New opportunities for students to engage with the community

According to the University of Canterbury’s Associate Professor Billy O’Steen, there is 30 years of research to suggest that there are vast benefits for students when engaging with the community during their academic studies. These benefits include learning more about yourself, achieving better grades, being better prepared for professional life, and having a higher chance of getting a job and succeeding at that job.

In recognition of this, the University of Canterbury has established a new Community Engagement Hub – inspired by the actions of the Student Volunteer Army after the earthquakes – to facilitate community engagement ventures for all students – and staff too. To read more about how the Hub was established click here.

Dr O’Steen, who is the Hub Director, says that he considers any external entity to be a community – including businesses, non-profit organisations and even individuals. Therefore, any volunteer project that you may get involved with could be supported by the Community Engagement Hub.

Billy Blog Image

Serving as the shop-front for the initiative is an old shed (pictured above) that was salvaged from the Christchurch Red Zone. The shed will be refurbished into a mobile office and meeting space for students and staff which will be at various locations around the CBD in an effort to connect the University campus with community projects. There are also plans for the mobile office to be re-painted, along with five other salvaged sheds, to feature as part of an art project by local artist Billy Wilson.

Dr O’Steen says that the Hub expects to draw more students – domestic and international – to the University of Canterbury because of our incredible community engagement opportunities. In particular, the course CHCH101: Rebuilding Christchurch – an introduction to community engagement in tertiary studies has attracted over 700 students so far. Through this course students have helped build community gardens, painted murals, collected data for the Christchurch City Council, built structures, and worked with early childhood centres and schools.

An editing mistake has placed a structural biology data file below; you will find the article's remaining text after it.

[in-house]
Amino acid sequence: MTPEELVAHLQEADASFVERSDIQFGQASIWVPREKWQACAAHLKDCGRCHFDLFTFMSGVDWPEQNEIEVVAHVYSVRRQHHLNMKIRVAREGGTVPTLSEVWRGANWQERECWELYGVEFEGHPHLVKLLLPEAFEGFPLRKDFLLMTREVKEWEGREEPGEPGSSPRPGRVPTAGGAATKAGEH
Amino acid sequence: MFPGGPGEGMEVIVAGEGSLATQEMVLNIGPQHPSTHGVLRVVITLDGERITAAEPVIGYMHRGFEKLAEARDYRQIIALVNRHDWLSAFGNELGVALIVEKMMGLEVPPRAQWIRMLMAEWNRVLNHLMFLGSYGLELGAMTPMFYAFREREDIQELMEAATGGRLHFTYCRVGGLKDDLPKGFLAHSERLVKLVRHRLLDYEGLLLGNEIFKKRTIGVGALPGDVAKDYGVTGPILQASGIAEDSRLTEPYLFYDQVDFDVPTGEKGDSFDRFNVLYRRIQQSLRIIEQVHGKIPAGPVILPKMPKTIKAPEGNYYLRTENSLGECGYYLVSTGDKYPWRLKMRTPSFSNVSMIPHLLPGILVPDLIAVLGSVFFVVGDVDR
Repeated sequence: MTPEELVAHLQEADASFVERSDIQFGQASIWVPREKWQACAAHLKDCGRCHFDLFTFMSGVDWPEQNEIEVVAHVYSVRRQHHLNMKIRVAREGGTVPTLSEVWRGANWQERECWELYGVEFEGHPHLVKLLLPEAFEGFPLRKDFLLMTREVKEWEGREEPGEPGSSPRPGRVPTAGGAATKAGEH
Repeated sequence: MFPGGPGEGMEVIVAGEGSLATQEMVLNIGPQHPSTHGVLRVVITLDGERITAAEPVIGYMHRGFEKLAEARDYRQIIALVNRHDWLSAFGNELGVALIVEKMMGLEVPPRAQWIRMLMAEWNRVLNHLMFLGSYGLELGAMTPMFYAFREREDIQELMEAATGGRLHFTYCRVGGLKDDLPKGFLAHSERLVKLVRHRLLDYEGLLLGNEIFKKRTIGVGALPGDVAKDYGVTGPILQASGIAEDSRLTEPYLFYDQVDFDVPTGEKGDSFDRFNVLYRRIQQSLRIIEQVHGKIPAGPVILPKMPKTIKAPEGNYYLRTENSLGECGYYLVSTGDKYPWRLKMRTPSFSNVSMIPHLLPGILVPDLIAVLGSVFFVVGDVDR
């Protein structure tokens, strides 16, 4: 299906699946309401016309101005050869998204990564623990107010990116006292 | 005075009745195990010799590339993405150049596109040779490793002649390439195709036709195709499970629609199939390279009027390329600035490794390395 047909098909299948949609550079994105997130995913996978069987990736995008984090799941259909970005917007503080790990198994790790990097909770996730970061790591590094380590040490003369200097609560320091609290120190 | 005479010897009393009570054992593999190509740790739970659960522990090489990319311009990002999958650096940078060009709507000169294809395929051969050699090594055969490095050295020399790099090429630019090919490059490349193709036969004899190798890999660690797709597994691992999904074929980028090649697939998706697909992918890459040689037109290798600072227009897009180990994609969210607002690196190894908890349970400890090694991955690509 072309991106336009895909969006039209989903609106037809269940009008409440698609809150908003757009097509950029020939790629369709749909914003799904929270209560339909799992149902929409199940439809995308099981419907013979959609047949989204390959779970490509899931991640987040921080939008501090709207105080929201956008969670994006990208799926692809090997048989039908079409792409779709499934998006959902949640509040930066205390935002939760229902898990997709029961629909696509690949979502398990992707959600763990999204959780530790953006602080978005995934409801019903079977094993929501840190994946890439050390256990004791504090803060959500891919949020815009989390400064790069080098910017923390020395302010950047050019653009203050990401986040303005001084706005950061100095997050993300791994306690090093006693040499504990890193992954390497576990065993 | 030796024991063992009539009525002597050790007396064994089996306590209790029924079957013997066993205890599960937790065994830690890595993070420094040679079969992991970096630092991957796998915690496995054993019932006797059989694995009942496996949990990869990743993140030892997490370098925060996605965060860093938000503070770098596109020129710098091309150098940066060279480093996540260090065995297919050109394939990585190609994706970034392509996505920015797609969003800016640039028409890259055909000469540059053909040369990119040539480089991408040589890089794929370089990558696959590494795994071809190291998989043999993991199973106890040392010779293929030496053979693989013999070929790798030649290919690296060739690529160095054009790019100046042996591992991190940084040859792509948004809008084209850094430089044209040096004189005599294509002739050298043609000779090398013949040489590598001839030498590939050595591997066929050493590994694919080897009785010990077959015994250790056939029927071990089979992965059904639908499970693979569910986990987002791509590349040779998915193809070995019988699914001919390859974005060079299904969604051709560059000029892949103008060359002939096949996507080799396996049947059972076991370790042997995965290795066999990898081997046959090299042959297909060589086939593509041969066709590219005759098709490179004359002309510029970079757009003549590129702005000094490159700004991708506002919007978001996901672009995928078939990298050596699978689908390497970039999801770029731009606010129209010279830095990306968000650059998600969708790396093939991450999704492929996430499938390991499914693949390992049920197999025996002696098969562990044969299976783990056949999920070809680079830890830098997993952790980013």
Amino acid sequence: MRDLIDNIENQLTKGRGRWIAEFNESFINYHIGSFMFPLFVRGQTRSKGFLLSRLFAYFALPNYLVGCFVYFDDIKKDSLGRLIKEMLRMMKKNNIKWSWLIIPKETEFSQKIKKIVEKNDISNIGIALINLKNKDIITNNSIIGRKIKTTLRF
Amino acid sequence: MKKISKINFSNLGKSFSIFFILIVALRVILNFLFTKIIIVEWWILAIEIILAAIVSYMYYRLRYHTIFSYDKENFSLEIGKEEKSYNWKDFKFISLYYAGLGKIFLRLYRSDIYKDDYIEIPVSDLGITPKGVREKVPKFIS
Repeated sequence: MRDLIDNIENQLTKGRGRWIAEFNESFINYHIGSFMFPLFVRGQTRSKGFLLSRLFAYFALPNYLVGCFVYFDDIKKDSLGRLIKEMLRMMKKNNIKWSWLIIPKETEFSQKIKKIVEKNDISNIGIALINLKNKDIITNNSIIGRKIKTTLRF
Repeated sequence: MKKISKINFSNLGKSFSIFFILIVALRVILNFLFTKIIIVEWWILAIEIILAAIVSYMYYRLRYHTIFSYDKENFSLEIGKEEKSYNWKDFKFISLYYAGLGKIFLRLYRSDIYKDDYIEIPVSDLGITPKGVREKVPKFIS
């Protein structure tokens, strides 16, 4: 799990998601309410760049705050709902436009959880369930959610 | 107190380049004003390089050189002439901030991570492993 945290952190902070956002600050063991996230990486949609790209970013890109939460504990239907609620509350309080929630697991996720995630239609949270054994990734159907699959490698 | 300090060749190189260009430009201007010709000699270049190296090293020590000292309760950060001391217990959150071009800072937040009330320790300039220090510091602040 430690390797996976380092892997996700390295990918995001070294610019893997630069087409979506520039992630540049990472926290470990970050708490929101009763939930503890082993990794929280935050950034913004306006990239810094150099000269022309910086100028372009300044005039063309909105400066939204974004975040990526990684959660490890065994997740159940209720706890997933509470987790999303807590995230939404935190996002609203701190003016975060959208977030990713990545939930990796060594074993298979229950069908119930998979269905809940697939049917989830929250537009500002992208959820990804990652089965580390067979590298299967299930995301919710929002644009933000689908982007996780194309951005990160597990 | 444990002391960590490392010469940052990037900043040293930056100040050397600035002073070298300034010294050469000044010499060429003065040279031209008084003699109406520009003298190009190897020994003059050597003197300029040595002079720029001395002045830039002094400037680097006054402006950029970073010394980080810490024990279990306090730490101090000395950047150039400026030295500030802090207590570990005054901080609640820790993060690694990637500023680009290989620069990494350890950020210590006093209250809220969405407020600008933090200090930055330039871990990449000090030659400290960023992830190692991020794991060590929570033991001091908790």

So if you want to enhance your tertiary experience and gain invaluable skills, you might want to consider volunteering for a community project. You could start by enrolling in CHCH101 next semester, or joining the Student Volunteer Army. Get involved!

Campus Security launches initiatives to enhance UC’s safe environment

Here at the University of Canterbury our Security team have always done a brilliant job of ensuring everyone on campus feels safe. They operate 24/7 to monitor the safety of students and staff at all times – which is especially important for those of us who like to study throughout the night. During my time as a student I would often be studying on campus until late, but I felt comfortable knowing that security officers were available to assist me – even just escort me to my car.

Campus Security are constantly thinking of ways to improve their services and our safety – this has led to some new things around campus like the emergency help points, as well as the Security Officers’ zippy little Segway to help them get around campus faster.

This year campus security is launching two new initiatives to further enhance the safety of our campus. The first is an app that has been made free for students and staff called Shadow Me. When out and about – say you’re walking home at night – you can enter in your departure location and intended arrival location and enter an estimated time for arrival. The app will alert you at that time and ask you to confirm that you have arrived safely. If you don’t respond after two alerts the app will notify head office to call your pre-registered emergency contact. You can collect a registration code from the Security Office and there are also a limited number available from the UC Students’ Association office.

Another new initiative is UC Guardians. Guardians are students that patrol the campus and are available to offer assistance if needed – it’s a peer support scheme where students look after students. The Guardians volunteer their time – about four hours a fortnight – and are first aid and security trained, although no physical intervention is required. If you’re interested in becoming a Guardian you can pick up an application form from Security.

For more information about the new schemes watch this video with the manager of Campus Security, see the Security website or visit the Security Office located at 114 Ilam Road.

Law Recruitment Evening


Be sure to come along to the Law Recruitment Evening on 5 March and find out more about where you degree can take you! You will be able to talk to a number of employers on the night and see what they have to offer.

Careers fairs and employment events can help you find out about student or graduate employment in your area of interest. The fairs and employment events are for students in all years of study.